"The Whale" (Victory Gardens): Extraordinary!

"The Whale" (Victory Gardens):  Extraordinary!

Victory Gardens presents the Midwest premiere of THE WHALE.  Charlie is fat.  He weighs about 600+ pounds. He is stuck -literally- on his couch. And he’s dying of congestive heart failure.  His only contact with the outside world are his online writing students and his friend that’s a nurse.  Two new people stumble in his living room at his invitation; a mormon and his estranged daughter.  Their presence will change everything.  THE WHALE is ordinary stories with extraordinary circumstances.

Playwright Samuel D. Hunter penned a relatable tale.  His flawed characters are authentic.  Their actions are relatable.  Their banter is organic reactive.  Hunter masterfully intertwines their storylines.  The complex connectivity gives human satisfaction with an overarching divine intervention.  Under the expert direction of Joanie Schultz, the story is engrossing.  In the lead, Dale Calandra (Charlie), in a terrifyingly, natural fat suit by Costume Designer Janice Pytel, is pathetically charming.  Calandra’s resignation to his limited life is heart-wrenching.  Every time Calandra tries to painfully hoist himself off the couch, I want to go onstage and help him. Every time his daughter Leah Karpel (Ellie) berates him, I want to go onstage and slap her.  Calandra endears as an amicable victim.  An impressive Karpel infuriates with acid-tongued teenage angst.  The father-daughter combination is bittersweet reality. Their interactions, for better or worse, are unforgettable.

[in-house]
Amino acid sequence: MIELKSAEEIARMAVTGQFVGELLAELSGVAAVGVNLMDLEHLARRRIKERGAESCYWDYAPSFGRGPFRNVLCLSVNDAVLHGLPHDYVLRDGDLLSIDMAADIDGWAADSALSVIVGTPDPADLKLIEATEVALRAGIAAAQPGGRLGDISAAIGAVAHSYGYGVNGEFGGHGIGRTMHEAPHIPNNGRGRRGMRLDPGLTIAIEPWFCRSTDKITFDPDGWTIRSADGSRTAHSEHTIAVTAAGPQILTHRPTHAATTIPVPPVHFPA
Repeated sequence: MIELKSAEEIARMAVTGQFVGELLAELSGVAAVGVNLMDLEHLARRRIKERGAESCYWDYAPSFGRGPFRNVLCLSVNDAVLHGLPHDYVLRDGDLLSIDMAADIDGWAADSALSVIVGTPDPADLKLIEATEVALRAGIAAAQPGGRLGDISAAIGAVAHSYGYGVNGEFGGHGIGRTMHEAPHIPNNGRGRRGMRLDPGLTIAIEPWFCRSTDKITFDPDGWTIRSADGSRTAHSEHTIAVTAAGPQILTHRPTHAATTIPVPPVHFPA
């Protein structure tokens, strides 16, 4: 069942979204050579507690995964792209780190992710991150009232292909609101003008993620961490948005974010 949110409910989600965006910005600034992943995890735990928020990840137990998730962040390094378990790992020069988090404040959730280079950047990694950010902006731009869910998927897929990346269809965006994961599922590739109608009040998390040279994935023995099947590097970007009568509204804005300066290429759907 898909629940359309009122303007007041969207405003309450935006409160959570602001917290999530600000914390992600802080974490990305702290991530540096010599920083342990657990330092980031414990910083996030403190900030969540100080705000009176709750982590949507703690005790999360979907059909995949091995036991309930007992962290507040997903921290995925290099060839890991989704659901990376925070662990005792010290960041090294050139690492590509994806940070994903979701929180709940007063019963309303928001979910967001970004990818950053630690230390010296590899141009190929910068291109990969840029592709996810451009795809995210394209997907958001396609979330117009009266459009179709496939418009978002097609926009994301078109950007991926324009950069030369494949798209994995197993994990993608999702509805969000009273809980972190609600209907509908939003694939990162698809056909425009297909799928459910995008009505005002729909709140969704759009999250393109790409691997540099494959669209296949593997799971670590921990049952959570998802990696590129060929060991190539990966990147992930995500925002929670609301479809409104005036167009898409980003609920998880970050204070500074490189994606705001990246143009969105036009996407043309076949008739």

Bringing the Mormon zeal and innocence, Will Allan (Elder Thomas) is adorable.  Within this sad and dark world, Allan is this unrelenting, hopeful light.  Along with a staunch Cheryl Graeff (Liz) and prickly Patricia Kane (Mary), these lives terrifically unfold.  Within less than two hours, we see everyone’s past disappointments and regrets.  Hunter, Schultz, and the talented cast draw us close and expose the extra burden each character is carrying around.  This is an extraordinary story.

“Call me Charlie.”

Running Time:  One hour and fifty minutes with no intermission

At Victory Gardens, 2433 N. Lincoln

Written by Samuel D. Hunter

Directed by Joanie Schultz

Thursdays, Fridays, Saturdays at 7:30pm

Saturdays at 4pm

Sundays at 3pm

Thru May 5th

Buy Tickets at www.victorygardens.org

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